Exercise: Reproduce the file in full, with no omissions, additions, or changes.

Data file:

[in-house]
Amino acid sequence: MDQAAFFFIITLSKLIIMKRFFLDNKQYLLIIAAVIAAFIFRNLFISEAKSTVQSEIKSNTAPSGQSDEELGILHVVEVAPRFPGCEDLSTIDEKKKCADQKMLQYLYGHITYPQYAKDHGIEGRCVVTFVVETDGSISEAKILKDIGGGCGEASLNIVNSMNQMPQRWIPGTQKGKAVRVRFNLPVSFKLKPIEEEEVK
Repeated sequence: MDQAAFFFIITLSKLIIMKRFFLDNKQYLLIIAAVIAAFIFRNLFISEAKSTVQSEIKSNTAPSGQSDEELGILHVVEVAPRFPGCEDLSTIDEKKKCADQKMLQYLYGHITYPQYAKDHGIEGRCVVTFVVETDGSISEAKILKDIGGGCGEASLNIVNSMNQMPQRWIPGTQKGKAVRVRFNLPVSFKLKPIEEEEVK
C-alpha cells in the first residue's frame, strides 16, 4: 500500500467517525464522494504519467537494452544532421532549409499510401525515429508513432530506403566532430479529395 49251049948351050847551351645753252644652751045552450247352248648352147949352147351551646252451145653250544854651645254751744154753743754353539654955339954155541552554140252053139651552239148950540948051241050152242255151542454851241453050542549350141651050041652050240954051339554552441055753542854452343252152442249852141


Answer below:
[in-house]
Amino acid sequence: MDQAAFFFIITLSKLIIMKRFFLDNKQYLLIIAAVIAAFIFRNLFISEAKSTVQSEIKSNTAPSGQSDEELGILHVVEVAPRFPGCEDLSTIDEKKKCADQKMLQYLYGHITYPQYAKDHGIEGRCVVTFVVETDGSISEAKILKDIGGGCGEASLNIVNSMNQMPQRWIPGTQKGKAVRVRFNLPVSFKLKPIEEEEVK
Repeated sequence: MDQAAFFFIITLSKLIIMKRFFLDNKQYLLIIAAVIAAFIFRNLFISEAKSTVQSEIKSNTAPSGQSDEELGILHVVEVAPRFPGCEDLSTIDEKKKCADQKMLQYLYGHITYPQYAKDHGIEGRCVVTFVVETDGSISEAKILKDIGGGCGEASLNIVNSMNQMPQRWIPGTQKGKAVRVRFNLPVSFKLKPIEEEEVK
C-alpha cells in the first residue's frame, strides 16, 4: 500500500467517525464522494504519467537494452544532421532549409499510401525515429508513432530506403566532430479529395 49251049948351050847551351645753252644652751045552450247352248648352147949352147351551646252451145653250544854651645254751744154753743754353539654955339954155541552554140252053139651552239148950540948051241050152242255151542454851241453050542549350141651050041652050240954051339554552441055753542854452343252152442249852141